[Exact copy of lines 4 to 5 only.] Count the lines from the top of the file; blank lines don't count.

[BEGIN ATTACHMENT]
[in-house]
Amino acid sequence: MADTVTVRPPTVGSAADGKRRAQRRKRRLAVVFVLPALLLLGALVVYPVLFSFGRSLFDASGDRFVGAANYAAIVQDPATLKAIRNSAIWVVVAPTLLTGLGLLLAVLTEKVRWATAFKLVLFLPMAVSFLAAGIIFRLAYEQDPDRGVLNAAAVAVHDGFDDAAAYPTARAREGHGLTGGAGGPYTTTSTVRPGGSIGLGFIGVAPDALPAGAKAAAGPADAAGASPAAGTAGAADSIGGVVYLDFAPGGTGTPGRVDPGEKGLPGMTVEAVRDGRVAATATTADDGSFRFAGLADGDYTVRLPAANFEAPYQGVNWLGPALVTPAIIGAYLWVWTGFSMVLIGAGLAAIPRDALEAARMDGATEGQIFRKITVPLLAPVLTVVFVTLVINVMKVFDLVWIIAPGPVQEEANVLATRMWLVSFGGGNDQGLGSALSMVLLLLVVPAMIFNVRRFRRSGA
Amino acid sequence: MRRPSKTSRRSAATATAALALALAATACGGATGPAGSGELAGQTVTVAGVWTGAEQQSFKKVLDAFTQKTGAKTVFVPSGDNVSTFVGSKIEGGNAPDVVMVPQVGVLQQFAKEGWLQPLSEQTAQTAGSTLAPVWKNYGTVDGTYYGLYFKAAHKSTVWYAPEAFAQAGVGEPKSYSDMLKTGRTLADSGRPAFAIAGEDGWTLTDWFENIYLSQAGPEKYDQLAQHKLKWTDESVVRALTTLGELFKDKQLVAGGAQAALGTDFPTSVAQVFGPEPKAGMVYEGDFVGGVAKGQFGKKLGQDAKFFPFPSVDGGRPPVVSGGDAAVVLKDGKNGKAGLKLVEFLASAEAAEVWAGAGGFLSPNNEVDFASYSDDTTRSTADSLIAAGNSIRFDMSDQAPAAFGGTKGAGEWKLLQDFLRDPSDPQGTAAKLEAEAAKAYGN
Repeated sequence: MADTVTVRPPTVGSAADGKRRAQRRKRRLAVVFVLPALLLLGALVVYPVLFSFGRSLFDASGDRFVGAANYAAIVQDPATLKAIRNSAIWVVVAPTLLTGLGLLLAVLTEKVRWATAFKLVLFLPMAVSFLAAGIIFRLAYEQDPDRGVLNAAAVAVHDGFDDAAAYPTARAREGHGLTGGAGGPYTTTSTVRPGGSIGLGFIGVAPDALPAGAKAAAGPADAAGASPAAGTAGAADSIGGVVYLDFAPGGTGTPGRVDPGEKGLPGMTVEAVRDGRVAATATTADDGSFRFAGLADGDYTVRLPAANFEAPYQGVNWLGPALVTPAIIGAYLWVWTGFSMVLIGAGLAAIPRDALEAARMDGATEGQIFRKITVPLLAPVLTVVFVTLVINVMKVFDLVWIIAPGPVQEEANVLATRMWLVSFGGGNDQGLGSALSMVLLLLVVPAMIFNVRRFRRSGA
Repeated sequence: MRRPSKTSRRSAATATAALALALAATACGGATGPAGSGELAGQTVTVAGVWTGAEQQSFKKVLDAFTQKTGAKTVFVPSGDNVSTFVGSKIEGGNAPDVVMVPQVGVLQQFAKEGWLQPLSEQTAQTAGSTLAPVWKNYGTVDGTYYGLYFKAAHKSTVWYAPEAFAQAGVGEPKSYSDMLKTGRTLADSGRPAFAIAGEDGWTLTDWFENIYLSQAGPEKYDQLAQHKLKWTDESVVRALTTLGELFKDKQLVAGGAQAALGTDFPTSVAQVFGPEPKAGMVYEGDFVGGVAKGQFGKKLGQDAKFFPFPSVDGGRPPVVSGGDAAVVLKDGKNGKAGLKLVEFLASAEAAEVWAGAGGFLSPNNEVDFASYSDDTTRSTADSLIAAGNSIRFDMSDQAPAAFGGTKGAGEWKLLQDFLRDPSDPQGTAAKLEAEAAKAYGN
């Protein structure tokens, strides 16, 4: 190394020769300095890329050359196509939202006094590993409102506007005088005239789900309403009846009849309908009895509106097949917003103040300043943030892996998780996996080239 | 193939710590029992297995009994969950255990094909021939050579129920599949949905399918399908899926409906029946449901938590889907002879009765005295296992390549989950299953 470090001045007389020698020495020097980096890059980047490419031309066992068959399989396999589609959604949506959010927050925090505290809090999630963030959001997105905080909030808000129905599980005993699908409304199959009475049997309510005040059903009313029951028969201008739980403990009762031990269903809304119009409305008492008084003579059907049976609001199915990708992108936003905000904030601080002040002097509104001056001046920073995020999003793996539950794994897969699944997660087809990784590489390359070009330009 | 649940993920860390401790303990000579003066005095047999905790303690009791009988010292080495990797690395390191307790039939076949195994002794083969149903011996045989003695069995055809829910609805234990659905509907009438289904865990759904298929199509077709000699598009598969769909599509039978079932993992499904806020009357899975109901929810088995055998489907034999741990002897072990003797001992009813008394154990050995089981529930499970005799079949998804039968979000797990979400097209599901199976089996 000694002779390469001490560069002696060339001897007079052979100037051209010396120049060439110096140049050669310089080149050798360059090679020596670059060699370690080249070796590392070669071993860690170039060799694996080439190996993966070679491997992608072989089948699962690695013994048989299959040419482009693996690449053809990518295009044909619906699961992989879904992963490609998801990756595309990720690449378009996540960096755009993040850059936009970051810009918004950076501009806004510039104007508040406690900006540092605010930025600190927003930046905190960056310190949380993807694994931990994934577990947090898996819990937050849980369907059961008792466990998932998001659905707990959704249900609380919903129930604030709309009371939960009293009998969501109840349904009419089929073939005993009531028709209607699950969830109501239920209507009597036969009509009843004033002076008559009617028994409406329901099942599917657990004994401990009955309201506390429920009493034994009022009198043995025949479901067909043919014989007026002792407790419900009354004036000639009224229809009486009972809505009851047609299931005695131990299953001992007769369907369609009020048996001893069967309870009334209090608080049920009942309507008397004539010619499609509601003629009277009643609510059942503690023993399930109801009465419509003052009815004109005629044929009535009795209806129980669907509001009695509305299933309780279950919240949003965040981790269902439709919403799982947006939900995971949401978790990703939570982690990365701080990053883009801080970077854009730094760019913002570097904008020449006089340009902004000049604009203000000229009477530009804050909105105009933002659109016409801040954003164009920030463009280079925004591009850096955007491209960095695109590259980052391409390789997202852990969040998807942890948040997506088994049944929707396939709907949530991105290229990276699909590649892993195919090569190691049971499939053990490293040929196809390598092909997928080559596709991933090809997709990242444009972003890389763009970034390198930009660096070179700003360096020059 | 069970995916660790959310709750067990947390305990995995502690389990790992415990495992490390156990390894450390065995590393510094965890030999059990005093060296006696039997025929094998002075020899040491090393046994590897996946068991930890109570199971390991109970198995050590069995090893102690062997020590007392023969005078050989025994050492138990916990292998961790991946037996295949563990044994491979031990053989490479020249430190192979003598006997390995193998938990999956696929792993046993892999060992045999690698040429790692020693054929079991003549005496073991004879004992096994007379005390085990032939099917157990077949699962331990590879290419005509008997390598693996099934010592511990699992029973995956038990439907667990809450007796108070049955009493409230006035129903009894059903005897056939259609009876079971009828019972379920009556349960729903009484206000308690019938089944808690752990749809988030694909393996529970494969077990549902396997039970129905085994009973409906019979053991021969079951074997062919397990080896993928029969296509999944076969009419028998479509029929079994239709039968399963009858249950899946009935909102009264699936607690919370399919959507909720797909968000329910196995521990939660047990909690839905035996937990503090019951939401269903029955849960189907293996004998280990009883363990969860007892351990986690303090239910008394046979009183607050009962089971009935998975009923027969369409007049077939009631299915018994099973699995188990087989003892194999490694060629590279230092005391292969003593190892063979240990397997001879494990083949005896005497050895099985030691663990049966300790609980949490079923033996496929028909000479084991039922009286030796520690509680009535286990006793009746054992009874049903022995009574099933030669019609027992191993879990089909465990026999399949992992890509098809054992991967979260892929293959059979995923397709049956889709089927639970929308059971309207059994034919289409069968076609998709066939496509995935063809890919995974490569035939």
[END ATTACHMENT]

Repeated sequence: MADTVTVRPPTVGSAADGKRRAQRRKRRLAVVFVLPALLLLGALVVYPVLFSFGRSLFDASGDRFVGAANYAAIVQDPATLKAIRNSAIWVVVAPTLLTGLGLLLAVLTEKVRWATAFKLVLFLPMAVSFLAAGIIFRLAYEQDPDRGVLNAAAVAVHDGFDDAAAYPTARAREGHGLTGGAGGPYTTTSTVRPGGSIGLGFIGVAPDALPAGAKAAAGPADAAGASPAAGTAGAADSIGGVVYLDFAPGGTGTPGRVDPGEKGLPGMTVEAVRDGRVAATATTADDGSFRFAGLADGDYTVRLPAANFEAPYQGVNWLGPALVTPAIIGAYLWVWTGFSMVLIGAGLAAIPRDALEAARMDGATEGQIFRKITVPLLAPVLTVVFVTLVINVMKVFDLVWIIAPGPVQEEANVLATRMWLVSFGGGNDQGLGSALSMVLLLLVVPAMIFNVRRFRRSGA
Repeated sequence: MRRPSKTSRRSAATATAALALALAATACGGATGPAGSGELAGQTVTVAGVWTGAEQQSFKKVLDAFTQKTGAKTVFVPSGDNVSTFVGSKIEGGNAPDVVMVPQVGVLQQFAKEGWLQPLSEQTAQTAGSTLAPVWKNYGTVDGTYYGLYFKAAHKSTVWYAPEAFAQAGVGEPKSYSDMLKTGRTLADSGRPAFAIAGEDGWTLTDWFENIYLSQAGPEKYDQLAQHKLKWTDESVVRALTTLGELFKDKQLVAGGAQAALGTDFPTSVAQVFGPEPKAGMVYEGDFVGGVAKGQFGKKLGQDAKFFPFPSVDGGRPPVVSGGDAAVVLKDGKNGKAGLKLVEFLASAEAAEVWAGAGGFLSPNNEVDFASYSDDTTRSTADSLIAAGNSIRFDMSDQAPAAFGGTKGAGEWKLLQDFLRDPSDPQGTAAKLEAEAAKAYGN